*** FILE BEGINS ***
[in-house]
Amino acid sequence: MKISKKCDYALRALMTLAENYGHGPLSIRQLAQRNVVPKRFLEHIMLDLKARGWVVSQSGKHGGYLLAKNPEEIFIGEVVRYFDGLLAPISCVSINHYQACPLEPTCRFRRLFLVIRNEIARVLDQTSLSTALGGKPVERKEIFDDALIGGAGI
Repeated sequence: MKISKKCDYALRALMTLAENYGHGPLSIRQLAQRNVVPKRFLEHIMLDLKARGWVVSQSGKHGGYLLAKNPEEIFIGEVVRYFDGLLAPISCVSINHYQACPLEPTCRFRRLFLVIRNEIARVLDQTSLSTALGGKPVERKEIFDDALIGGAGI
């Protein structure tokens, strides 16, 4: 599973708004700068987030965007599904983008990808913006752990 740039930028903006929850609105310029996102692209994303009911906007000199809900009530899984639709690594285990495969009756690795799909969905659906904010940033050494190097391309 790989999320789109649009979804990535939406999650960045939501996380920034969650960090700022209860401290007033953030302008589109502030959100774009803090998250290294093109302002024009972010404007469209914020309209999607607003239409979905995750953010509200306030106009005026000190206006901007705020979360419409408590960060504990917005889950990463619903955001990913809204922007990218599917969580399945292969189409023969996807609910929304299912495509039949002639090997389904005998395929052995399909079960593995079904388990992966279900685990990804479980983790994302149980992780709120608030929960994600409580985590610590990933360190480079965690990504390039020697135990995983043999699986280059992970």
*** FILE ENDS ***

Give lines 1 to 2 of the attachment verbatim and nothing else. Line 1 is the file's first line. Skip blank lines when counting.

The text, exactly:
[in-house]
Amino acid sequence: MKISKKCDYALRALMTLAENYGHGPLSIRQLAQRNVVPKRFLEHIMLDLKARGWVVSQSGKHGGYLLAKNPEEIFIGEVVRYFDGLLAPISCVSINHYQACPLEPTCRFRRLFLVIRNEIARVLDQTSLSTALGGKPVERKEIFDDALIGGAGI